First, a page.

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Browsing: Diary of John Adams, Volume 4


Docno: ADMS-01-04-02-0002-0028

Author: Adams, John
Date: 1780-01-01

[1780. January 1. Saturday.]

1780. January 1. Saturday. We arrived, from Sebrero, at Villa Franca, seven Leagues. The Road at first was very bad, in many places very steep, Hills with sharp Pitches, and encumbered with ragged rocks. We then came into the Road of Leon, which is made seemingly out of a Rock. It was an excellent road for a League and an half. We then came to a River, and travelled along the Banks of it for some Leagues. This Way was as bad as the other was good; miry, rocky, up and down, untill We came into a new road, about two Legues from Villa Franca. Here again We found a road made entirely by Art, at a great Expence, but it seemed to be made, forever. They <are>were going on with this Work, which is an honor to the Nation, as it shews that Improvements are beginning, and that some Attention is paid to the Ease, Convenience, Utility and Commerce of the People. We were told that the King had lately employed the Officers and Soldiers of his Army upon these Works and intended to pursue them. The Country We travelled over this day was the greatest Curiosity I had ever beheld. The River Barcarel1 flows between two Rows, an uninterrupted succession of Mountains, rising on each hand to a vast hight, which appear the more sublime and awfull Objects, for the strange irregular Shapes of them. Yet they are cultivated up to their highest Summits. { 220 } There were flourishing fields of Grain, on such steep declivities, near the Peaks of these Mountains, that I could not conceive it possible for Horses, Cattle or even Mules to stand upon them to plough them. I know not indeed how Men could stand to dig the Ground with Spades. The Houses had been uniformly the same, through the whole Country hitherto. Common habitations for Men and Beasts. The same smoaky, filthy Dens. Not one decent house had I seen, since I left Corunna.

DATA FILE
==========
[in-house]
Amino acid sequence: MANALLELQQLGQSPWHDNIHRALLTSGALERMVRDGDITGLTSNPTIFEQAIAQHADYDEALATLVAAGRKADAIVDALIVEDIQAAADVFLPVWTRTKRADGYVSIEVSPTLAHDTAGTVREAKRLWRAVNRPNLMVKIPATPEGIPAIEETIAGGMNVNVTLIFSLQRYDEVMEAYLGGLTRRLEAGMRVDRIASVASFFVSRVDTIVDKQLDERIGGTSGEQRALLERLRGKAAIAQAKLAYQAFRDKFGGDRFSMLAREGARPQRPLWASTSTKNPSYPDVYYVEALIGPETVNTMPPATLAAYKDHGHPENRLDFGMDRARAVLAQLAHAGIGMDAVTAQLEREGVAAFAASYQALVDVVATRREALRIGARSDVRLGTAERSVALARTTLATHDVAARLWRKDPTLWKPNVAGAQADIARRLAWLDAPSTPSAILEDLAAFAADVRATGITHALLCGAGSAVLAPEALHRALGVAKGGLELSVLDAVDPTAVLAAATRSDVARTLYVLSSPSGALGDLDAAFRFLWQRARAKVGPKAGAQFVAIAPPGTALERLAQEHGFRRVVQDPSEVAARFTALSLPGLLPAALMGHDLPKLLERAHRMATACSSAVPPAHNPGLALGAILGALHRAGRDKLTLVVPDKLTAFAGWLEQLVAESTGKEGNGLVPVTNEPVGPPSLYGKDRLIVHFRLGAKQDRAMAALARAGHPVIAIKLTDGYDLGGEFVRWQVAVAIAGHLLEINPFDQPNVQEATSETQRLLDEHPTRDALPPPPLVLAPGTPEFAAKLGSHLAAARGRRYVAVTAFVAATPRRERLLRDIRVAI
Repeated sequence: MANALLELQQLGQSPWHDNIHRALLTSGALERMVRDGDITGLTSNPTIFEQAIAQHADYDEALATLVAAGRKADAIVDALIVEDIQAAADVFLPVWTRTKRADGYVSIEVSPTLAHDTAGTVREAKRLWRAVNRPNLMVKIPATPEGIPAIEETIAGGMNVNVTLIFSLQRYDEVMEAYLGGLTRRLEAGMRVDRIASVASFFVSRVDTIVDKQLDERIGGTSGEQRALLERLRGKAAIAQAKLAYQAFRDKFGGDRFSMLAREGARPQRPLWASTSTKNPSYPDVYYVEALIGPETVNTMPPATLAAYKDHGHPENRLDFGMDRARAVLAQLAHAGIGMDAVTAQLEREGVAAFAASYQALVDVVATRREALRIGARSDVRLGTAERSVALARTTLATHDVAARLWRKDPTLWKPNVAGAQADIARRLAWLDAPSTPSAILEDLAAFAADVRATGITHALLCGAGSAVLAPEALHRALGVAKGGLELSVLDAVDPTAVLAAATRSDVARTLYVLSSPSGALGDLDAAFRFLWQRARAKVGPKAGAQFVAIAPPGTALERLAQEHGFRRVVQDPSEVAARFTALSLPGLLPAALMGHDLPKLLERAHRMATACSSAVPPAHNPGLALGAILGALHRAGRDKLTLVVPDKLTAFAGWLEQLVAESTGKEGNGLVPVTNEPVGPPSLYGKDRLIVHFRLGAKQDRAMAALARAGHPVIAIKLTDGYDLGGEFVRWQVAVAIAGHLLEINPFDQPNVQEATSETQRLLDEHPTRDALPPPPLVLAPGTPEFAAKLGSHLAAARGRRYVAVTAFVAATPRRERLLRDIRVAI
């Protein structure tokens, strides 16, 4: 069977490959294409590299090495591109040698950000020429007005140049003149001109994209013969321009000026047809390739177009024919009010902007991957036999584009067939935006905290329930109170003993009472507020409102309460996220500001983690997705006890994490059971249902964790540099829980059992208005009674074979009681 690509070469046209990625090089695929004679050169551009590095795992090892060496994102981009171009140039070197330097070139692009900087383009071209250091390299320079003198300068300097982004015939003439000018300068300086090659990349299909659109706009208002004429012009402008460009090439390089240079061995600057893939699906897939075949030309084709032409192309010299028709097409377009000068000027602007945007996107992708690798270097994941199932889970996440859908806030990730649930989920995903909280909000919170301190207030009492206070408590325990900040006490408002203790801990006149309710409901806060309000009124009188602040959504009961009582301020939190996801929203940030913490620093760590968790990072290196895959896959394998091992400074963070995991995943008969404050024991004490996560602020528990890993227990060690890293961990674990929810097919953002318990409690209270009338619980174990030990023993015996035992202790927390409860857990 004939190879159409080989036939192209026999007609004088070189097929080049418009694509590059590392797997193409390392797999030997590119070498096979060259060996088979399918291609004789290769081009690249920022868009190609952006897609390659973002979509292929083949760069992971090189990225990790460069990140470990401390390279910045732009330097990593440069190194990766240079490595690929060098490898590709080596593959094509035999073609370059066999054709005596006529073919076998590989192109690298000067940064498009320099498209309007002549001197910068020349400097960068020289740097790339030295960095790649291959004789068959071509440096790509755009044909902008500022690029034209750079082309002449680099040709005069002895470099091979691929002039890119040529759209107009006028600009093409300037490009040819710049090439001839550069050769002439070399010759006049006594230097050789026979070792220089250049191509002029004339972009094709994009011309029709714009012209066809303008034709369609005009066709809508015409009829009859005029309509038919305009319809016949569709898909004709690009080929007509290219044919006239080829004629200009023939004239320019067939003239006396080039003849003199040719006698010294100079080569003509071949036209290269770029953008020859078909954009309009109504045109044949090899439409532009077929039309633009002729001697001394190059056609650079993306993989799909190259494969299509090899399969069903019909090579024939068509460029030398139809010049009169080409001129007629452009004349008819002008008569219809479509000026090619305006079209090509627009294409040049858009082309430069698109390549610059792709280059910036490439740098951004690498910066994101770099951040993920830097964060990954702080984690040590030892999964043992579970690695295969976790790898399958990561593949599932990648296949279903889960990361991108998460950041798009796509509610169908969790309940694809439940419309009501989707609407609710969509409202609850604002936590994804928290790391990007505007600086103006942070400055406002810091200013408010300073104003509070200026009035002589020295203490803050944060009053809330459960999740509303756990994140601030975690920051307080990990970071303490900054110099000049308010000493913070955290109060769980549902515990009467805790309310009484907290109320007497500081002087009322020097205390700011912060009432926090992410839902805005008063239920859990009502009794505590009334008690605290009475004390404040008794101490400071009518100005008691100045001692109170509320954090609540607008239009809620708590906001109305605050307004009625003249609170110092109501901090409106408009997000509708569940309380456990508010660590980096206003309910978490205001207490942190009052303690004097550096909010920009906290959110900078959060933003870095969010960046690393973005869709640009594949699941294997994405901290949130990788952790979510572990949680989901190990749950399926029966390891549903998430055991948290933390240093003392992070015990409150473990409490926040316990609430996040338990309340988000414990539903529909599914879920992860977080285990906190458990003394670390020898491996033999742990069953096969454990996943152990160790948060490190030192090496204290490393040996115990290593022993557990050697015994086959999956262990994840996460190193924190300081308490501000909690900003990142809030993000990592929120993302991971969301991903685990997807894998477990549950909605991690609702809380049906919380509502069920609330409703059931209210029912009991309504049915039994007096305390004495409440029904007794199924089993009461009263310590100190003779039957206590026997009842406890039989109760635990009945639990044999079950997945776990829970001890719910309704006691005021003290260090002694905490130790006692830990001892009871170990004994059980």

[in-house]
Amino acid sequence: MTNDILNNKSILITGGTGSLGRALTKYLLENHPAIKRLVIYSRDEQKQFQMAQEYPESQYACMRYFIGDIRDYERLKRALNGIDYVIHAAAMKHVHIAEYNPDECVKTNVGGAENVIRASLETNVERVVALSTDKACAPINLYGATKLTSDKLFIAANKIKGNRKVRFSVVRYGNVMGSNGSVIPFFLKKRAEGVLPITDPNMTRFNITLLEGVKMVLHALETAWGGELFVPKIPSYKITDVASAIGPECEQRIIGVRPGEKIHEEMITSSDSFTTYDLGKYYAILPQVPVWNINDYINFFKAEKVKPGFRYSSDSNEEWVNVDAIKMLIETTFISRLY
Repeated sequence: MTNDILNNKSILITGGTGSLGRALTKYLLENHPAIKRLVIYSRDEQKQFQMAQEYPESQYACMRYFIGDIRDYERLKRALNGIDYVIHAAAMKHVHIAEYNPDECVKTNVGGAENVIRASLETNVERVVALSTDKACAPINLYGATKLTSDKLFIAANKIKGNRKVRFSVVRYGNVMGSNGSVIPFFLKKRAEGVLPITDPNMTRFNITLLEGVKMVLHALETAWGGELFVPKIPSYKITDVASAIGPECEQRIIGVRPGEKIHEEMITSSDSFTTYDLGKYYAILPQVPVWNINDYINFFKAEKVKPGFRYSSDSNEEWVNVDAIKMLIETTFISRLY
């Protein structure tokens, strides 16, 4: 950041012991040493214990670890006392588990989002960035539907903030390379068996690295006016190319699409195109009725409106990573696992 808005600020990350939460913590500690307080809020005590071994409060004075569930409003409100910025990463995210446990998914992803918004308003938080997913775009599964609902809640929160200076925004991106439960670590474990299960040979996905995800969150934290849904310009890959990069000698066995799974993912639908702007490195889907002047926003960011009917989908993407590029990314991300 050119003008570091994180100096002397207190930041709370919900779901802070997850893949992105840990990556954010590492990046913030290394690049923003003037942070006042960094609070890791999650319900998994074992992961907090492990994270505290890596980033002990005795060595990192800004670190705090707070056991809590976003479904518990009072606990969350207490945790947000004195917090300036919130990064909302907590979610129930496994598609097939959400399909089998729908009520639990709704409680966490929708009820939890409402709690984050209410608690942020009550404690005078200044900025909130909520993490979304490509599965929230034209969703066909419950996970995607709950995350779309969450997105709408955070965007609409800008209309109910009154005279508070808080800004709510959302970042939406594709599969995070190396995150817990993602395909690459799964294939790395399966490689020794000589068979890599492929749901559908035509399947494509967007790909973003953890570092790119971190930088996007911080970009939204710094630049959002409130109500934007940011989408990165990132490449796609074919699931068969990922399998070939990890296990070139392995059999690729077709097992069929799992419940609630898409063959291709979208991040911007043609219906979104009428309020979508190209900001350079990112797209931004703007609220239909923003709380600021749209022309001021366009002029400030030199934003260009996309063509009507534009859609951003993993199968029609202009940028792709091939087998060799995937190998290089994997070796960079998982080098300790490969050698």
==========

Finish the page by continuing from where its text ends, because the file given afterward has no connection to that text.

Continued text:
We passed this day, the Ruins of an ancient Castle of the Moors, on the Summit of one of the steepest, highest, and most rugged of the Mountains.
There are in Villa Franca, three Parish Churches, one Convent of Men and one of Women. There is an old Brick Castle built in Feudal Times when Baron was at War with Baron; a defence against Lances, and Bows and Arrows and no more. Possibly it might ward off musquet Balls.
Here I bought a Mule, Saddle and Bridle for sixty two dollars and an half.
1. Diary: “Barcarcel.” Presumably the Valcarce.
Cite web page as: Founding Families: Digital Editions of the Papers of the Winthrops and the Adamses, ed.C. James Taylor. Boston: Massachusetts Historical Society, 2014.
http://www.masshist.org/apde2/